Do fatty tumors hurt dogs?

Answered by Stephen Mosley

Fatty tumors, also known as lipomas, are quite common in dogs and are usually benign. Most lipomas do not cause any pain or discomfort to the dog. They are typically soft, movable masses that can be found under the skin. Many pet owners and veterinarians may even describe them as “lumps” or “bumps” that can be easily felt.

However, it is important to note that not all lipomas are the same. In some cases, there is a subtype of lipoma called infiltrative lipoma, which can grow into surrounding muscles or tissues. These infiltrative lipomas can cause discomfort or pain to the dog, especially if they press against nerves or other sensitive structures. While these tumors are still considered benign, they may require surgical intervention if they are causing significant discomfort to the dog.

It is also worth mentioning that although lipomas are typically harmless, there is a rare type of fatty tumor called liposarcoma that can be malignant. Liposarcomas are aggressive tumors that have the potential to spread to other parts of the body if left untreated. Unlike benign lipomas, liposarcomas can cause damage to the surrounding tissues and organs. Early detection and surgical removal are crucial in treating liposarcomas and preventing their spread.

In my personal experience as a veterinarian, I have come across numerous cases of lipomas in dogs. The majority of these lipomas have been harmless and did not cause any pain or discomfort to the dogs. However, I have also encountered a few cases where the lipomas were infiltrative and caused discomfort to the animals. In such instances, surgical removal was necessary to alleviate the pain and ensure the well-being of the dogs.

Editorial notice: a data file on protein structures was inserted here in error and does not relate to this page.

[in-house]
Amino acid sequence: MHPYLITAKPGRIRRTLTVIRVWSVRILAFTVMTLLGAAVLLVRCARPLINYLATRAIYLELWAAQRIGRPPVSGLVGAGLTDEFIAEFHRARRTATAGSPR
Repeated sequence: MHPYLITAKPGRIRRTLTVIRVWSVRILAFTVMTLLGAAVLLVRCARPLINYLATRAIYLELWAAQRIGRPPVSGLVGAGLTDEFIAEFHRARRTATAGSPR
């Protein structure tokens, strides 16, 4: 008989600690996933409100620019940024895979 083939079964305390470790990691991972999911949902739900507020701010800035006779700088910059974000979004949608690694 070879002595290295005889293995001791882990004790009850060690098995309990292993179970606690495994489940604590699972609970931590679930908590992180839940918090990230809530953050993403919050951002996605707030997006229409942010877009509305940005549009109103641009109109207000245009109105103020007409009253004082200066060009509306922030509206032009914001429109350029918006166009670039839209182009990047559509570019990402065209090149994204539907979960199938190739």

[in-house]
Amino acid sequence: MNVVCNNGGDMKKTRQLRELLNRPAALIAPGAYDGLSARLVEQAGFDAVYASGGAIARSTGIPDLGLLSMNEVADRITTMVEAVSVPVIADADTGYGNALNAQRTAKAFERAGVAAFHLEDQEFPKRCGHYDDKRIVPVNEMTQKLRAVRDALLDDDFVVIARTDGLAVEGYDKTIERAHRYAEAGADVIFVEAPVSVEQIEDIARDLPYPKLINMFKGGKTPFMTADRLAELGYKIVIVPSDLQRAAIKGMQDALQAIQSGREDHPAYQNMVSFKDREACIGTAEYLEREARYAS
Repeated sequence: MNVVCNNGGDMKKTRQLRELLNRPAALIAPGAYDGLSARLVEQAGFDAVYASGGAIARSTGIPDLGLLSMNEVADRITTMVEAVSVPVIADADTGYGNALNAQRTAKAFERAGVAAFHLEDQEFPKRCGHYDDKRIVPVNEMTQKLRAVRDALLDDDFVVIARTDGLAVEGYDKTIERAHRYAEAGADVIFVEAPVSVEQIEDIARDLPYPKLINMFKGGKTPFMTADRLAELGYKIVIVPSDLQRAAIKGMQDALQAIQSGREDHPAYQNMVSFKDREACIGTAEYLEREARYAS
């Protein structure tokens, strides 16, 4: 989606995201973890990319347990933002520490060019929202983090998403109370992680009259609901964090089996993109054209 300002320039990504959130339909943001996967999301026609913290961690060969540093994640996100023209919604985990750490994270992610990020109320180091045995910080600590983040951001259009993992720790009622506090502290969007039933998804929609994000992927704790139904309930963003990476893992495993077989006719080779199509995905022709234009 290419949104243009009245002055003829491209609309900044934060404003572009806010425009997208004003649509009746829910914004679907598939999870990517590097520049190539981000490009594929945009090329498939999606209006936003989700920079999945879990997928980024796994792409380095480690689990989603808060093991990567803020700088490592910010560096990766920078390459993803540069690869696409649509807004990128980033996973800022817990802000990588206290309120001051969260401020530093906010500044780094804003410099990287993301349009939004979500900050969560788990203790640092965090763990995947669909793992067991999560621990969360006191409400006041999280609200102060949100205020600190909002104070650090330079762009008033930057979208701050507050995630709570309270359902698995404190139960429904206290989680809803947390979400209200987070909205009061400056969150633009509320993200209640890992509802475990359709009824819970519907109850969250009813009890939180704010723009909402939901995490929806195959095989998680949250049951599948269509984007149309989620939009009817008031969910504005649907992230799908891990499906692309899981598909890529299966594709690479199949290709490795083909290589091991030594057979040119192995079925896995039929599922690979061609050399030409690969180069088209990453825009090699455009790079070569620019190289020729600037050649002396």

To summarize, most lipomas in dogs are not painful. They are typically benign and do not require immediate treatment unless they are causing discomfort or interfering with the dog’s quality of life. However, it is important to monitor any changes in size, shape, or texture of the lipoma and consult a veterinarian for proper evaluation and guidance. In rare cases, liposarcomas can be malignant and require prompt surgical intervention to prevent further complications.